PEACHES: finding out how existing high blood pressure can cause pregnancy complications

Dr Kate Bramham, Dr Carolyn Gill, Mr Paul Seed, Professor Neil Dalton, Professor Fiona Broughton Pipkin, Professor Hannele Laivouri

Scientists are working to find out how chronic hypertension – high blood pressure before becoming pregnant – can make pregnancy more risky.

Women who have high blood pressure before getting pregnant are more at risk of pre-eclampsia, early birth, and giving birth to babies that are too small. At the moment, we don’t know much about why this happens. However, it is vital to try and find out. Constant high blood pressure, or chronic hypertension, is one of the most common chronic problems in women around the age they might have children (chronic illnesses are ones which exist for a long time, or keep coming back). Knowing how and why this can affect pregnancy can help us make sure that as many babies as possible are born healthy and without complications.  

Tommy’s researchers have carried out a study looking at the function of the placenta, kidneys, heart, and the lining of the blood vessels in pregnant women with pre-existing high blood pressure. They compared the results to healthy women, to look for signs that could tell us when and why high blood pressure can lead to complications. So far, they have found that women with pre-existing high blood pressure who went on to get pre-eclampsia have changes in kidney function and lower levels of a substance found in the placenta, called placental growth factor. They also make less of the protective layer that grows inside blood vessels.

High blood pressure and the kidneys

During normal pregnancy, the kidneys respond to the presence of the baby. In particular, they make sure that sodium is kept at the right level in the body. Sodium helps us control the amount of water in our blood and cells, and is also important for nerve and muscle cells to work properly. We already know that the kidneys of people with high blood pressure don’t work the same way. Scientists think that in pregnant women, this might be one of the reasons some women go on to get pre-eclampsia. We are currently looking at particular substances in the kidney to see whether they can give us clues about what is going wrong.

So far, working together with the Bill and Melinda Gates Foundation’s 'Pregnancy CoLaboratory,' researchers have found that pregnant women with existing high blood pressure had a much higher 'creatinine clearance' than those that didn’t.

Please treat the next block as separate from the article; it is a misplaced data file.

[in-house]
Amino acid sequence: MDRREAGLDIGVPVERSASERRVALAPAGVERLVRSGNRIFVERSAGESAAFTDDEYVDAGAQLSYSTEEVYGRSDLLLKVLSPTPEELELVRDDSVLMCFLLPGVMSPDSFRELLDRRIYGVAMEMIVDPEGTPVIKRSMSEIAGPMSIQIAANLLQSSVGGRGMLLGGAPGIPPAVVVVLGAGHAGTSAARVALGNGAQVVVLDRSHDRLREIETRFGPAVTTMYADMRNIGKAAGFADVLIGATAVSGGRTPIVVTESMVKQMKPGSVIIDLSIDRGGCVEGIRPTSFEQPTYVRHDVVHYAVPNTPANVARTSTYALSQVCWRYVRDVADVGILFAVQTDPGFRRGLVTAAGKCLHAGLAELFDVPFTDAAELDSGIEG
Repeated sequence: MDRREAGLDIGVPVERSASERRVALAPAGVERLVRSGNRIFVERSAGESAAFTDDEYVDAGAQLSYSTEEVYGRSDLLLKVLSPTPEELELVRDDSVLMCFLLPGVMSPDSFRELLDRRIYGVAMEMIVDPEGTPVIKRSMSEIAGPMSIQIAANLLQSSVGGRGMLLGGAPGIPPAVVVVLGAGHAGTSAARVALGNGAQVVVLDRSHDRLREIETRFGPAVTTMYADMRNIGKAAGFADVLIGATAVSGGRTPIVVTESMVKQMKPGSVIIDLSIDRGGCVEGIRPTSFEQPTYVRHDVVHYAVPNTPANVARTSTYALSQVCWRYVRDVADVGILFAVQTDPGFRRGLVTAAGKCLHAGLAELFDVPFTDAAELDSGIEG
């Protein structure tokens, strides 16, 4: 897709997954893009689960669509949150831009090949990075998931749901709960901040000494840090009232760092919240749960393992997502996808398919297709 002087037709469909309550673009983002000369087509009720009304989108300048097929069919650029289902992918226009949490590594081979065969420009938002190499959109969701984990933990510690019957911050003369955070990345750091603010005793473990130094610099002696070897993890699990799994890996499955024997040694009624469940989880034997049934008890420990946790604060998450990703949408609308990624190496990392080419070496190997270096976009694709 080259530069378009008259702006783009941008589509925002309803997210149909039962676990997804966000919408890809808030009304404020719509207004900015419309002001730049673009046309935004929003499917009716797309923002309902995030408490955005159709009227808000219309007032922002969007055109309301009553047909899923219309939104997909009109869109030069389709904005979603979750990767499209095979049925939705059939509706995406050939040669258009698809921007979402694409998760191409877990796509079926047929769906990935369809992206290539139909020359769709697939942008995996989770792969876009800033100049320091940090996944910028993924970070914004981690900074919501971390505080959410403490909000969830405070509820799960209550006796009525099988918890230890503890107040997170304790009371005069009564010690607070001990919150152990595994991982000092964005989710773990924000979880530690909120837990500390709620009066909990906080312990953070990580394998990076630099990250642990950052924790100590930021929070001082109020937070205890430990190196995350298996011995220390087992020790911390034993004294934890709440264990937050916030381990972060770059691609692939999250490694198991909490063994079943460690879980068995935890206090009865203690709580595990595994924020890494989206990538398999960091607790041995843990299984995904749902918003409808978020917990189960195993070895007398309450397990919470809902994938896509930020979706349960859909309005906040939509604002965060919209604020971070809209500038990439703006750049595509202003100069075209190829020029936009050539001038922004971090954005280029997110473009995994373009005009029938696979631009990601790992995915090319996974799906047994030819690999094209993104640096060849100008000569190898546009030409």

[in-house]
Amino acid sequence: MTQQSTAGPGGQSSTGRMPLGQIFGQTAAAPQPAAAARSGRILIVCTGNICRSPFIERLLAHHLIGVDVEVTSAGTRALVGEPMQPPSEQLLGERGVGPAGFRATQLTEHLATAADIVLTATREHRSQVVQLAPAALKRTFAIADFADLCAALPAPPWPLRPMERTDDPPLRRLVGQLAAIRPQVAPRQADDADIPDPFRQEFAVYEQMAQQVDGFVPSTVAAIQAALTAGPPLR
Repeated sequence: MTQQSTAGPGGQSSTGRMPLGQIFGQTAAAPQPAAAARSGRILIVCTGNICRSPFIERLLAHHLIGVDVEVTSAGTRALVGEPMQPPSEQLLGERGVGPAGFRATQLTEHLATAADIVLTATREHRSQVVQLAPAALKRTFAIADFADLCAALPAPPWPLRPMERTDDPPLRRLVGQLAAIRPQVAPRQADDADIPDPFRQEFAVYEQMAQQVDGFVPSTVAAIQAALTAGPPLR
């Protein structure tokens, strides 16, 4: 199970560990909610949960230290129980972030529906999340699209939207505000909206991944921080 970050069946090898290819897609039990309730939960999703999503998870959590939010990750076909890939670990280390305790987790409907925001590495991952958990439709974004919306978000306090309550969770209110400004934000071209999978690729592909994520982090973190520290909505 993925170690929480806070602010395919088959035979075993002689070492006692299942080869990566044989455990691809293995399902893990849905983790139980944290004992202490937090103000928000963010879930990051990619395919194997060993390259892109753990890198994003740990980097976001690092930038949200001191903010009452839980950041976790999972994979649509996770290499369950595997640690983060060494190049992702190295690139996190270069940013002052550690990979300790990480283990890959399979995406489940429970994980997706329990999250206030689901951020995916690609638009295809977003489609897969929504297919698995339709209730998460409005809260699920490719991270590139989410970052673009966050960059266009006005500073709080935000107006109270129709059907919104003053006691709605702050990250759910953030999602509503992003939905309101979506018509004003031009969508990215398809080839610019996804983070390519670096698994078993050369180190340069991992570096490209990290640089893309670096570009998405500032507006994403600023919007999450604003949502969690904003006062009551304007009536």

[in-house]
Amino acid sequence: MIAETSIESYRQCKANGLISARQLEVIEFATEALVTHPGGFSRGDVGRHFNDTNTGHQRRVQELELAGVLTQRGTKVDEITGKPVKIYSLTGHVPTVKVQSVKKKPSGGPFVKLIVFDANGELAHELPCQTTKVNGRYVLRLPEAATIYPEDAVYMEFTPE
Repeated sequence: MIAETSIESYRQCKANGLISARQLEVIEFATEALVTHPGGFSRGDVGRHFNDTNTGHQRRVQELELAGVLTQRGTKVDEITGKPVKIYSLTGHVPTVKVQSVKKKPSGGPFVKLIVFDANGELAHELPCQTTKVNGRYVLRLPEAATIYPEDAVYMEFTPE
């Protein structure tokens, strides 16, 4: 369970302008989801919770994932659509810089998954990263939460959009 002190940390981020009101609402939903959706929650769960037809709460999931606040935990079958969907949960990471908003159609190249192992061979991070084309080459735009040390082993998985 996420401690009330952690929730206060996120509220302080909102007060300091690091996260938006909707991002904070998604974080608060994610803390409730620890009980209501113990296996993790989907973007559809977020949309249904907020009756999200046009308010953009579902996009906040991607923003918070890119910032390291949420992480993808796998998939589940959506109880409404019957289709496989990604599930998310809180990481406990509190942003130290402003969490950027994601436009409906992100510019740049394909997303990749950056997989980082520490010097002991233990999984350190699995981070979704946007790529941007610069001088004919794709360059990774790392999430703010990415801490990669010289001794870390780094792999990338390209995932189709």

Creatinine is made by muscle cells, and is one of the waste products the kidneys remove from our blood. The higher a person’s creatinine clearance, the more of this product the kidneys are taking out of the blood every minute. This means that the kidneys are filtering the blood more than normal: a condition known as hyperfiltration.

In women who developed superimposed pre-eclampsia – pre-eclampsia in women with chronic hypertension – creatinine clearance and levels of placental growth factor went down again before pre-eclampsia began. The levels of these substances could one day be used to tell whether a woman is likely to get pre-eclampsia, so we can act earlier to give the baby the best chance of survival.

High blood pressure and blood Vessels

Scientists have also found that women with pre-existing high blood pressure make less of a special layer inside our blood vessels that protects them from damage. They now plan to look at the effects of losing this layer in women with pre-eclampsia, using a new imaging technique. This will allow them to measure thickness directly in very small blood vessels. If a thinner protective layer causes complications, then we can try and develop a treatment to restore the layer, or stop it from thinning in the first place.

Researchers have also found that in women with kidney disease, there is an increase in proteins released from this protective layer of blood vessels. Plus, women who develop pre-eclampsia have an increase in proteins in the urine compared to women who do not go on to develop the condition.

Researchers have now examined protein samples in large numbers of women with kidney disease and high blood pressure in pregnancy. The next step is to assess how they can use these findings to help with diagnosis and management in the future.

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This study takes place in a Tommy's centre and is funded by Tommy's and the National Institute for Health Research's Clinical Research Network

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